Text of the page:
Second, we must note that stealing and covetousness are necessarily a part of the social-welfare state model and not necessarily a part of free enterprise. Free enterprise can certainly result in greediness or materialism, but those things are not a necessary consequence of that freedom. In a free market, the fact that your neighbor has something that you would like to have doesn’t mean that you have to take it from him … you can earn it yourself. The pie IS NOT fixed (no matter how many socialist economists there are who refuse to look at the evidence from 500 years of growth within Western free markets). Your neighbor can have a nice car AND you can have a nice car … and it doesn’t mean that you’re taking those two nice cars from some poor blokes in East Rutherford, New Jersey and Clovis, New Mexico.
However throughout the life-cycle of a social-welfare state the bureaucratization of resources necessarily requires stealing from the productive, either for redistribution to the regime’s favored constituents or to centralization under state control. As the social-welfare state matures into its latter stages, production grinds to a halt due to the productive no longer having incentive to be productive and thus results in the pie becoming fixed (or shrinking). This leads directly to more covetousness as the money and possessions of a neighbor are now the only money and possessions available to a non-content heart.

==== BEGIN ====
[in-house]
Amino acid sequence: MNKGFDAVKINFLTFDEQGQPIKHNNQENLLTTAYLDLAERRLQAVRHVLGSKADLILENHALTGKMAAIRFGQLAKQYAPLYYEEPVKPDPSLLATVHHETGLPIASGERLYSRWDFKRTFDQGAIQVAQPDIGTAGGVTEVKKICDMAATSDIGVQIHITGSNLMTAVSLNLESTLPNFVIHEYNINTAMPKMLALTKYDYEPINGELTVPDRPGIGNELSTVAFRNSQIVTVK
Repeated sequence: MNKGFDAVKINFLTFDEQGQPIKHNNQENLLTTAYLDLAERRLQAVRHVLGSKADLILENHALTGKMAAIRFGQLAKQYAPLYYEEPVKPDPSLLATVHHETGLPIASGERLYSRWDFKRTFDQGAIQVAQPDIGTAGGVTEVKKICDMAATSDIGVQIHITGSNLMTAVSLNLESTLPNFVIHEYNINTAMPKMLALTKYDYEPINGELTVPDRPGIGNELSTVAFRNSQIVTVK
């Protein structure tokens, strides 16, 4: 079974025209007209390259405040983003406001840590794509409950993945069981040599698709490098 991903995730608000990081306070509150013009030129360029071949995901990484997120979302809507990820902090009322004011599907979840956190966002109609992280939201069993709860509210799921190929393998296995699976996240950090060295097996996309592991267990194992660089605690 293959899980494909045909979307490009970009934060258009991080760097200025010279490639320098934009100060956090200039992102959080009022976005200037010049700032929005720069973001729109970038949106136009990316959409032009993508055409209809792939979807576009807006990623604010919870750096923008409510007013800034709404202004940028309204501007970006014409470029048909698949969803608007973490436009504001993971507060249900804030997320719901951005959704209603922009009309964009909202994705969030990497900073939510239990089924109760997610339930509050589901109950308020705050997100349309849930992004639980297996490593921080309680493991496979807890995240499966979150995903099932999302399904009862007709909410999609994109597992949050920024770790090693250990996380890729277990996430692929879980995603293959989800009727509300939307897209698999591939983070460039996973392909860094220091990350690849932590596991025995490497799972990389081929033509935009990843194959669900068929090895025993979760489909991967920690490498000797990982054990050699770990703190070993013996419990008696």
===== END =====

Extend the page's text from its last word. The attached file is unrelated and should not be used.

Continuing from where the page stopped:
As Lady Thatcher pointed out, “The problem with socialism is that you eventually run out of other people’s money.” You can’t take money from those who voted against you for long before you have to start eating your own (the people who voted FOR you). The modern social-welfare state is a Donner Party making its way foolishly into the mountains on the eve of a well-forecasted blizzard.
Third, we must acknowledge that there are differing roles for the government and the church of God. It is very clear in the Bible that we, as Christians, are to obey the governmental authorities (Mk 12:13-17; Rom 13:1-7; 1 Pet 2:13-17) and that the earthly governments have been “established by God” (Rom 13:1) as a necessary entity to “bear the sword [as] agents of wrath to bring punishment on the wrongdoer” (v 4). Since God does not establish unnecessary things, and because we know that God hates tyranny (see Ez 25 and Is 13 for examples of what the Lord will do to the nations that oppress), the question is not about whether government should be either lawless or authoritarian. Instead, a “righteous” (if we can use that word to describe an earthly, man-led institution) government must lie somewhere in between.